Margaret MOLONEY nee HOGAN and her sister Catherine BOURKE

In my previous post I was documenting the deaths of Patrick Bourke of O’Brien’s Bridge, and his wife Catherine Bourke nee Hogan from Broadford. It’s been so long since I’ve posted on this site it took me a while to twig that I’d already posted about Margaret Moloney from Killokennedy, and mentioned I’d be looking for her sister Catherine Bourke. As there’s additional information available from different Trove articles I thought it best to add a supplementary post.

The Catholic Press (Sydney, NSW : 1895 - 1942), Thursday 16 July 1925, page 20

The Catholic Press (Sydney, NSW : 1895 – 1942), Thursday 16 July 1925, page 20

The Sydney Morning Herald (NSW : 1842 - 1954), Saturday 11 July 1925, page 11

The Sydney Morning Herald (NSW : 1842 – 1954), Saturday 11 July 1925, page 11

Referring to my East Clare database and baptisms from the parishes of Kilseily and Killokennedy, I believe that Catherine and Margaret were both children of John Hogan and his wife Mary Smith from Killokennedy. Post-Famine, the priests started adding the townland information to the registers which certainly makes a difference when you’re trying to differentiate one Hogan from another.

Margaret Moloney nee Hogan would have been born circa 1843, right before the registers commence so it’s unsurprising her name is not there. However I did find several other children: Michael baptised 1852, Anne in 1854, James in 1857 and Catherine in 1855. I wonder if the latter is the one I’m looking for. Catherine Bourke’s age at death in 1931 was stated as 65, making her estimated year of birth 1866 or 1865. Did they just make a mistake with Catherine’s age, or did the child born in 1855 die and her name given to the younger child? I haven’t recorded the baptisms beyond 1858 so either is possible.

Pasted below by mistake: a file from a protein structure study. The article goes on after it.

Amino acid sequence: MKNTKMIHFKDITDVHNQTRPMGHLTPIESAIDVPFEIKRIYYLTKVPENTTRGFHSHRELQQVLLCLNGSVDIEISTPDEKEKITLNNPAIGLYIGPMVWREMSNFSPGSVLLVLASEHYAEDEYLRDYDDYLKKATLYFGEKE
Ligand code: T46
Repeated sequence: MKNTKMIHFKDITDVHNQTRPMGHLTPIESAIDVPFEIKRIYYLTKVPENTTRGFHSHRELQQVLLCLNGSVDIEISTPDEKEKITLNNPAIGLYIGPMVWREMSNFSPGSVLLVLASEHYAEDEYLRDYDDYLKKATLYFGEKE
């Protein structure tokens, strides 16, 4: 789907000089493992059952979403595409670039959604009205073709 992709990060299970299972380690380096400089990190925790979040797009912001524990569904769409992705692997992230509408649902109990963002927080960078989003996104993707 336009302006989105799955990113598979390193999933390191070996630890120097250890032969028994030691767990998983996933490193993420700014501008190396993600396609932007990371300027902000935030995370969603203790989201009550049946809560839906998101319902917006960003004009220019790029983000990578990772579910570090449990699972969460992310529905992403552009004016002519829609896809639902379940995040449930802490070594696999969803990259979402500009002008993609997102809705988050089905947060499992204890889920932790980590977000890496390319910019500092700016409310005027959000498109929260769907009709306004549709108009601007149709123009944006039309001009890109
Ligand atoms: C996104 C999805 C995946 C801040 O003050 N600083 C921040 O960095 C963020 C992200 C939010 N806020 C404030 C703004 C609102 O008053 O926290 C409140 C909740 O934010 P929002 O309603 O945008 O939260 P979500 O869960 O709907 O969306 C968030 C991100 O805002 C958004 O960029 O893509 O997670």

However, we do know from the immigration records that when Margaret arrived on the Montmorency in 1864, her sisters Honora and Bridget were already in Sydney. It is from Margaret’s obituary that we are able to narrow down her sister Catherine’s arrival. Catherine Hogan emigrated on the Peterborough ex Plymouth, arriving in Sydney on 15 January 1878 (NSW Reels 2140-1, [4/4802] p.1). She is a farm servant from Clare, aged 19. It is through the Immigration Deposit Journals that we can accurately pin her down. Her deposit of £2 was paid by Ann Hogan (sister/cousin?) as was the same amount for Mary Moloney. Both are shown as coming from Killokennedy and their referee was the ubiquitous Rev John Bourke PP (no relation to Catherine’s husband, as far as I know).

Catherine’s relationship to Margaret is clear from the obituary and also the funeral notice, but the Moloney, McAlary and Martin nieces and nephews would take rather more unravelling. It is still unclear whether Margaret and Catherine’s other sisters were still alive as suggested in the original post’s obituary. If not, why are none specifically mentioned in the funeral notices? Perhaps I’ll find them as I continue my searches for East Clare Emigrants.